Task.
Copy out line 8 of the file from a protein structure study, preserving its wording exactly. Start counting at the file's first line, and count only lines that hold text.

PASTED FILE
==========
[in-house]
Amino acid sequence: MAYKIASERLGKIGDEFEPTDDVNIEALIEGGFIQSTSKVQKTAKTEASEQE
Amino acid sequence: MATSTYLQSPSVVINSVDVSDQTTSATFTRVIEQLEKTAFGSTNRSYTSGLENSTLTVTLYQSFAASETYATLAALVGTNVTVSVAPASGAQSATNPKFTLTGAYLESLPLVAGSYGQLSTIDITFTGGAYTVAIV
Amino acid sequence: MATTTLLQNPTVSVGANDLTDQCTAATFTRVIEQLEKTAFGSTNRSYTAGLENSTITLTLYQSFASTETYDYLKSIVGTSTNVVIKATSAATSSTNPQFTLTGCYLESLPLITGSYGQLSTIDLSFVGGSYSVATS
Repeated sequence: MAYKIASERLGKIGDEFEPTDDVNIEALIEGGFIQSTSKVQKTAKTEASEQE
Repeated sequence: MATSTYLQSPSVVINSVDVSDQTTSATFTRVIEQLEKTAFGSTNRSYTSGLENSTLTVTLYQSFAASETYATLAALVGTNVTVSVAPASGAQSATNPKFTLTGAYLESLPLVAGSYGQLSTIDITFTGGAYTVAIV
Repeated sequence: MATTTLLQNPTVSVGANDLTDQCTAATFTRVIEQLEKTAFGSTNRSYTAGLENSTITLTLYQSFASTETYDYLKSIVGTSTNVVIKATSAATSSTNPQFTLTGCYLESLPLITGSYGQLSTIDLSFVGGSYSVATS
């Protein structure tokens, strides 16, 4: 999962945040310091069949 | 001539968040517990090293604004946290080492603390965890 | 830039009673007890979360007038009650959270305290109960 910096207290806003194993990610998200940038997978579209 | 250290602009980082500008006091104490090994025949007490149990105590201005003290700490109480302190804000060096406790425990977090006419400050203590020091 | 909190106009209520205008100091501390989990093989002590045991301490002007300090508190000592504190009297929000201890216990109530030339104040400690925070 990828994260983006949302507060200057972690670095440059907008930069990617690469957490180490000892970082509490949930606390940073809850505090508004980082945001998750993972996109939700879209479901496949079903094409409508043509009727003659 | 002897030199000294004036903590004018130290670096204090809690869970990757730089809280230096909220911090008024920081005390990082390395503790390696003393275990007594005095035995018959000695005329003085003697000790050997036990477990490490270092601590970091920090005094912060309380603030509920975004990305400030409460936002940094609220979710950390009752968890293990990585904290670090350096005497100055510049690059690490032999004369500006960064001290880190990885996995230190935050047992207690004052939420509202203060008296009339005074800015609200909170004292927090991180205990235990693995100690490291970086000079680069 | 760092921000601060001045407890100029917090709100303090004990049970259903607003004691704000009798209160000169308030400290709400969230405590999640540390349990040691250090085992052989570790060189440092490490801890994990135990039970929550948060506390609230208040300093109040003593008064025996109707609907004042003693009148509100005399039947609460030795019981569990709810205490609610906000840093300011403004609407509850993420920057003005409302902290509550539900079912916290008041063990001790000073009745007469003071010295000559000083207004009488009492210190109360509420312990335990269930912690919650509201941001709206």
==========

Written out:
């Protein structure tokens, strides 16, 4: 999962945040310091069949 | 001539968040517990090293604004946290080492603390965890 | 830039009673007890979360007038009650959270305290109960 910096207290806003194993990610998200940038997978579209 | 250290602009980082500008006091104490090994025949007490149990105590201005003290700490109480302190804000060096406790425990977090006419400050203590020091 | 909190106009209520205008100091501390989990093989002590045991301490002007300090508190000592504190009297929000201890216990109530030339104040400690925070 990828994260983006949302507060200057972690670095440059907008930069990617690469957490180490000892970082509490949930606390940073809850505090508004980082945001998750993972996109939700879209479901496949079903094409409508043509009727003659 | 002897030199000294004036903590004018130290670096204090809690869970990757730089809280230096909220911090008024920081005390990082390395503790390696003393275990007594005095035995018959000695005329003085003697000790050997036990477990490490270092601590970091920090005094912060309380603030509920975004990305400030409460936002940094609220979710950390009752968890293990990585904290670090350096005497100055510049690059690490032999004369500006960064001290880190990885996995230190935050047992207690004052939420509202203060008296009339005074800015609200909170004292927090991180205990235990693995100690490291970086000079680069 | 760092921000601060001045407890100029917090709100303090004990049970259903607003004691704000009798209160000169308030400290709400969230405590999640540390349990040691250090085992052989570790060189440092490490801890994990135990039970929550948060506390609230208040300093109040003593008064025996109707609907004042003693009148509100005399039947609460030795019981569990709810205490609610906000840093300011403004609407509850993420920057003005409302902290509550539900079912916290008041063990001790000073009745007469003071010295000559000083207004009488009492210190109360509420312990335990269930912690919650509201941001709206």